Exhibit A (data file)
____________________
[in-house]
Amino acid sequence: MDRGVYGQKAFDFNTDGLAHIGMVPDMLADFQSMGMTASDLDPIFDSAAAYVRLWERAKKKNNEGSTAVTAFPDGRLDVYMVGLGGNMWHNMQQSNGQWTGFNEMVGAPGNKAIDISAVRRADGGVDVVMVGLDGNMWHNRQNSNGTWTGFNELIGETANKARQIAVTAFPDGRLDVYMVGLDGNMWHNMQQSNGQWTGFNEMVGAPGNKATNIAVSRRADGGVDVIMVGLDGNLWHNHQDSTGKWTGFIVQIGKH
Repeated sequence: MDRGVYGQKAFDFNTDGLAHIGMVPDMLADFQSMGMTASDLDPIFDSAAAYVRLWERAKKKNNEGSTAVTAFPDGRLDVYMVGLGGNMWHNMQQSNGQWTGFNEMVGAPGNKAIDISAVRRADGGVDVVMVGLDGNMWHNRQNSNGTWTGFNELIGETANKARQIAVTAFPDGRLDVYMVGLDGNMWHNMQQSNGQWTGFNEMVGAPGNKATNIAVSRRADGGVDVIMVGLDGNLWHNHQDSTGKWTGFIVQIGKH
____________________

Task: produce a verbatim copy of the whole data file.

[in-house]
Amino acid sequence: MDRGVYGQKAFDFNTDGLAHIGMVPDMLADFQSMGMTASDLDPIFDSAAAYVRLWERAKKKNNEGSTAVTAFPDGRLDVYMVGLGGNMWHNMQQSNGQWTGFNEMVGAPGNKAIDISAVRRADGGVDVVMVGLDGNMWHNRQNSNGTWTGFNELIGETANKARQIAVTAFPDGRLDVYMVGLDGNMWHNMQQSNGQWTGFNEMVGAPGNKATNIAVSRRADGGVDVIMVGLDGNLWHNHQDSTGKWTGFIVQIGKH
Repeated sequence: MDRGVYGQKAFDFNTDGLAHIGMVPDMLADFQSMGMTASDLDPIFDSAAAYVRLWERAKKKNNEGSTAVTAFPDGRLDVYMVGLGGNMWHNMQQSNGQWTGFNEMVGAPGNKAIDISAVRRADGGVDVVMVGLDGNMWHNRQNSNGTWTGFNELIGETANKARQIAVTAFPDGRLDVYMVGLDGNMWHNMQQSNGQWTGFNEMVGAPGNKATNIAVSRRADGGVDVIMVGLDGNLWHNHQDSTGKWTGFIVQIGKH